Investment interest is any interest allowable as a deduction that is paid or accrued on debt properly allocable to property held for investment. Property held for investment includes any property that produces income of a type described in Sec. 469(e)(1). Sec. 469(e)(1) income includes gross income from interest, dividends, annuities or royalties (not derived in the ordinary course of a trade or business), as well as gain or loss from the disposition (not in the ordinary course of business) of property that produces income of that type. A trader generates income of this type in the ordinary course of business.

Interest (and other expenses) must be allocated as appropriate between investing and trading if T engaged in both activities. Rules for allocating interest expense for purposes of applying Secs. 163(d), 163(h) and 469 are found in Temp. Regs. Sec. 1.163-8T. In general, interest expense on a debt is allocated in the same manner as the debt to which the interest expense relates is allocated. The debt is allocated by tracing disbursements of the debt proceeds to specific expenditures.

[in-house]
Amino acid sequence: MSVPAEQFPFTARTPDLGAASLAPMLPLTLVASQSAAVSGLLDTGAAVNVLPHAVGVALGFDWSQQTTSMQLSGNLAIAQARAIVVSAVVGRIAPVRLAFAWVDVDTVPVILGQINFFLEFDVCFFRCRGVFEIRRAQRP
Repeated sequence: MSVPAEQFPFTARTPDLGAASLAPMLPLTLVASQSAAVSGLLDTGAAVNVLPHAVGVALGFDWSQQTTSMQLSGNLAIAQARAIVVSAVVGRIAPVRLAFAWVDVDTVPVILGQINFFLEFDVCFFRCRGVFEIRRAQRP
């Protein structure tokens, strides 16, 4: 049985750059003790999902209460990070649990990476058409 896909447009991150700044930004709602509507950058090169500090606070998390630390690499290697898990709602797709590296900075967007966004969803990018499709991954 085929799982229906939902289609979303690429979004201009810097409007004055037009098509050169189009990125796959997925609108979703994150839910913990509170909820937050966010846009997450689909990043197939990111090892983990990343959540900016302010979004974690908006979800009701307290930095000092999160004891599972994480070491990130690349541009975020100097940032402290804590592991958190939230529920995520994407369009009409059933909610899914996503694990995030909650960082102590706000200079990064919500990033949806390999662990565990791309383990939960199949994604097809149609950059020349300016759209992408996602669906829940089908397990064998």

These expenditures may be classified as "trade or business," "passive activity," "investment," "personal" or "portfolio." The facts do not indicate how the debts incurred by T and the other partnerships should be traced. It is assumed that a portion of T's interest expense is allocable to its investment activity and a portion to its trading (trade or business) activity. Because it is generated in the ordinary course of business, the interest expense attributable to T's trading activity will not be considered investment interest expense under Sec. 163 (d)(5)(A)(i). For certain partners, however, such interest expense may be treated as an investment interest expense under Sec. 163(d)(5)(A)(ii), which indicates that "property held for investment" also includes any interest held by a taxpayer in an activity involving the conduct of a trade or business that is not a passive activity and with respect to which the taxpayer does not materially participate.